Educators Need and Want Better Research—and Better Research Access
Since 2015, federal education policy has been guided by the Every Student Succeeds Act (ESSA), which emphasizes a necessary but often misunderstood element of learning: research.
More specifically, ESSA guidelines encourage local and state-level education agencies to use “evidence-based interventions” to help ensure students and teachers can access strategies solidly rooted in research. As outlined in this document, ESSA was intended to go a step further than its predecessor, the No Child Left Behind Act.
Building upon No Child Left Behind, which advised school officials to use “scientifically based research” to inform instructional practices and policies, the ESSA asks that any strategies under consideration come with a robust track record in addition to being scientifically or research-based. In other words, anyone tasked with introducing a new intervention or plan should be able to point to research that documents its effectiveness.
However, many teachers report having trouble accessing and using education research.
Examining the challenge of access
In a 2019 piece exploring the topic of research access challenges, Education Dive contributor Linda Jacobson cited an as-yet-unpublished study from the Jefferson Education Exchange, a nonprofit supported by the Curry School of Education and Human Development at the University of Virginia. According to Jacobson, survey participants indicated that they “prefer research that they can act on and that is presented in a way that applies to the context in which they work,” yet a majority reported not having easy access to such material. Moreover, nearly 85% of a separately surveyed teacher cohort said they did not use evidence-based practices at all.
The report's findings illustrate what Institute of Education Sciences Director Mark Schneider has termed “the ‘last-mile’ problem—how to get information into the hands of the people who need it the most.” After taking the helm at the nonpartisan research, evaluation, and statistics wing of the federal Department of Education in 2018, Schneider posted a mission statement of sorts that outlined his desire to make education research “useful, usable, and used.” He went on to offer a detailed look at why teachers don’t find education research useful, which included the following points:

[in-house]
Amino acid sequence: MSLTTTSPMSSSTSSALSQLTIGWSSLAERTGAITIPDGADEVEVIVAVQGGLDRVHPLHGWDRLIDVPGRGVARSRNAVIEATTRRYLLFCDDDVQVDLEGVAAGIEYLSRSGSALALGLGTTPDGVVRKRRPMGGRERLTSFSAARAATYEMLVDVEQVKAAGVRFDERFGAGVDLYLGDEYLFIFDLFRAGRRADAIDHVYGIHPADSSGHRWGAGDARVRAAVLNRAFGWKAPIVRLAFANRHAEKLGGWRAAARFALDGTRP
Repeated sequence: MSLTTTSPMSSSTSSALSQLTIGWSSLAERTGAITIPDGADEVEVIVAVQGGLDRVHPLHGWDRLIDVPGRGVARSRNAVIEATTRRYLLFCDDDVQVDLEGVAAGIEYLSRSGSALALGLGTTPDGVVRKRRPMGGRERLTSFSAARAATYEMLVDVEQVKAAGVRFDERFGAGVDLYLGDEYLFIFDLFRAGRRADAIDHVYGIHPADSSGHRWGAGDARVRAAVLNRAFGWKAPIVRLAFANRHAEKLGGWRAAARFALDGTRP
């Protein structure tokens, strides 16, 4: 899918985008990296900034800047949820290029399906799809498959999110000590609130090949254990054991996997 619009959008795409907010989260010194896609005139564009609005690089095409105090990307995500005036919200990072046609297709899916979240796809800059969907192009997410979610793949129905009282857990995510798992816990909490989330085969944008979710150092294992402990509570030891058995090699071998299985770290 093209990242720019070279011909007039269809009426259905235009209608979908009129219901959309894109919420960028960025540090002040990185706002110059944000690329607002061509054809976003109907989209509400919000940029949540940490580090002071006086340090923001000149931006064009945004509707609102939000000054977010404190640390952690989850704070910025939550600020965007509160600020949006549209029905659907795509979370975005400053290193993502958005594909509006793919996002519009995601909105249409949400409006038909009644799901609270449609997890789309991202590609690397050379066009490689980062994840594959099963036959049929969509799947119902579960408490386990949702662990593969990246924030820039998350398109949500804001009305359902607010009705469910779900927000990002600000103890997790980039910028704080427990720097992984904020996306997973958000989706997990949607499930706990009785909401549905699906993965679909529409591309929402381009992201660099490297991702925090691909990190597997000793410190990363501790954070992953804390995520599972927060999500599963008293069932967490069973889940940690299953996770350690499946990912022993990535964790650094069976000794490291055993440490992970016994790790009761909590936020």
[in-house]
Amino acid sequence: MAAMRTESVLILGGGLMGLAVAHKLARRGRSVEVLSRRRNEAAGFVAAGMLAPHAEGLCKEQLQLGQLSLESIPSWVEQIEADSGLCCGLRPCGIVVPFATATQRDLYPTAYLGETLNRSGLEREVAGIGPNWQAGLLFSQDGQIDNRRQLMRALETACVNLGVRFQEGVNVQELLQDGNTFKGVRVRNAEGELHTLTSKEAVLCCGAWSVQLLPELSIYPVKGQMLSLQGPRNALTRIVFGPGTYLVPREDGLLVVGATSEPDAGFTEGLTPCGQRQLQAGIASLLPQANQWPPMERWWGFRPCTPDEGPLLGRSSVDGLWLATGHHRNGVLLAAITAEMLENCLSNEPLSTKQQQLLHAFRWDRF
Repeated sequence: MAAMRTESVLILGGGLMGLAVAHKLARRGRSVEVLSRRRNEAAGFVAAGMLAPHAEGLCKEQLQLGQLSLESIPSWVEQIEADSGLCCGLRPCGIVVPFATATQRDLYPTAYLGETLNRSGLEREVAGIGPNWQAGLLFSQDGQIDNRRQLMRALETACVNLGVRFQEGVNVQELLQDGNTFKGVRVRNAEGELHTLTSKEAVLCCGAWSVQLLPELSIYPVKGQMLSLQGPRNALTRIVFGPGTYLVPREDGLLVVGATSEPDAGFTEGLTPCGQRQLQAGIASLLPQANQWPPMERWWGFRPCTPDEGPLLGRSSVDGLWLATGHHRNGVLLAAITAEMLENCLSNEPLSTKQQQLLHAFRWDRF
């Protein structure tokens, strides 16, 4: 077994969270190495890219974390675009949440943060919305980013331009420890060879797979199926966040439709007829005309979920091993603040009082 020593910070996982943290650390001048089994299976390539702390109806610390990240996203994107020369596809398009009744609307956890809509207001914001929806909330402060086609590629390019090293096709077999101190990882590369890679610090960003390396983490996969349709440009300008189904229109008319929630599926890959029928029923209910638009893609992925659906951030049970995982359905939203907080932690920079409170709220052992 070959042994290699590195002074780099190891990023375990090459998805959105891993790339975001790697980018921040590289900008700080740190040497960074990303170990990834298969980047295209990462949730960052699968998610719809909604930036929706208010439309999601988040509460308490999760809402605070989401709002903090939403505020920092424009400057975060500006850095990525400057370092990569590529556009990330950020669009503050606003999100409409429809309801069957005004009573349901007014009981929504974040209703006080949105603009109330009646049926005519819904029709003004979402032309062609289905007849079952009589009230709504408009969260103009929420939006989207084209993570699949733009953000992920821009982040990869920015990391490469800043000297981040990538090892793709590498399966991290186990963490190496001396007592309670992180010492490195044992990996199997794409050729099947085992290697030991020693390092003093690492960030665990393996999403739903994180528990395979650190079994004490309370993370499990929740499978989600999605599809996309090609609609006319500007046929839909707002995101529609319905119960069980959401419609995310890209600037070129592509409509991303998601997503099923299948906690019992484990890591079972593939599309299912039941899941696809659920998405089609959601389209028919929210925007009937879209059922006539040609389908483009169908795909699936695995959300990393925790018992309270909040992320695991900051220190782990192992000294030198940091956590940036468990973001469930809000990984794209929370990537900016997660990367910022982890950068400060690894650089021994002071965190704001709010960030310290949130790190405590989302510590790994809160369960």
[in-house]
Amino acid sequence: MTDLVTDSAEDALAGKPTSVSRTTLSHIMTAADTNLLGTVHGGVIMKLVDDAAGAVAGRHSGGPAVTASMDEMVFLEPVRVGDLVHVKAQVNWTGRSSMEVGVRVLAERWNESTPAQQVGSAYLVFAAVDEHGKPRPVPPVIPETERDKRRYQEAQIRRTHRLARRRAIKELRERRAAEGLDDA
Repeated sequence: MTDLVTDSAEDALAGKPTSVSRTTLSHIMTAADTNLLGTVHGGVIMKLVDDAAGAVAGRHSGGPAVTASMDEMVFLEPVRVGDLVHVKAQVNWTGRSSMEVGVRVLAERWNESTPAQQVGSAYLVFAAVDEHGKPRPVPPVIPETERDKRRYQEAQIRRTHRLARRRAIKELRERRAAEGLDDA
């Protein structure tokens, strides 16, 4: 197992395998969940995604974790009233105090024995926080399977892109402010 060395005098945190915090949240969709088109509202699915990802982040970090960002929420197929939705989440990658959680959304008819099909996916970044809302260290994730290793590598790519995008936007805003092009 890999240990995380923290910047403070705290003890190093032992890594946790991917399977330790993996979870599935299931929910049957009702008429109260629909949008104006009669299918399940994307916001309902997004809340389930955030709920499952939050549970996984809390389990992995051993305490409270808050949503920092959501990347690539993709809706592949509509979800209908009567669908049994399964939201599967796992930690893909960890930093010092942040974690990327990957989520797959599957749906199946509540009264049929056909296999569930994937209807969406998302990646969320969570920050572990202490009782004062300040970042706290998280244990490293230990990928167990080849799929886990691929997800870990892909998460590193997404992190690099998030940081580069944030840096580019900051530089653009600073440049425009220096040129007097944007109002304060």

Many teachers negatively associate the word “research” with—as Schneider phrased it—“a search for bright shiny objects pushed by administrators.” Needless to say, educators with this mindset are less than enthused by the prospect of digging into researchers' latest findings.
Although teachers hope to see their personal challenges and insights reflected in research, they are often disappointed. This can lead them to regard education research as impractical, irrelevant, and removed from their everyday experience.
Similarly, teachers tend to view research as abstract, tough to access, and more reminiscent of their days in graduate school than of their current working lives.
Breaking down access barriers
Schneider identified the access barriers that contribute to what he termed a “yawning chasm between research and educators” through his partnership with the Jefferson Education Exchange, as well as by speaking with teachers in Nebraska and North Carolina. Drawing upon the resultant insight, he began to formulate strategies for making research more practical and purposeful, such as:
Overhauling antiquated research websites. Schneider was dismayed to learn that many teachers have little awareness of government-sourced education websites that could help inform their instructional practices. In a bid to address this issue, the IES overhauled its Education Resources Information Center—an online library of education research and information more commonly referred to as ERIC—to remove access barriers by improving user-friendliness.
Encouraging teachers to teach teachers. According to Schneider's findings, teachers typically prefer to get their research from their peers (especially those who have implemented evidence-based practices) than from the ivory tower. When data, research, and evidence is “translated” by those who are actually doing the work of education, teachers can get a better sense of how, when, and why to apply this information in their classrooms.
Prioritizing communication. In previous years, IES was more focused on conducting research than on sharing it with an audience of practicing teachers—an approach that, Schneider acknowledged, may have compromised the user-friendliness of the research. Entities that conduct and publish research would be wise to keep in mind that many teachers report a preference for information that is presented in shorter, more accessible formats.
For her part, Education Dive's Jacobson called attention to the work being done by the American Educational Research Association to strengthen the connection between research and practice. As association representative Tony Pals told Jacobson, the objective of these efforts is to more nimbly turn research into “actionable solutions for schools and school districts.”
How Lexia can help
For those in search of solid, teacher-focused research, Lexia’s website presents the findings of easily navigable, evidence-based studies conducted in real school settings. To eliminate guesswork regarding effectiveness, the site goes a step further by highlighting how Lexia research meets ESSA’s most rigorous standards. From this vantage point, teachers are better equipped to embrace research as applicable and relevant, as opposed to a dry, confusing jumble that is best left untouched.
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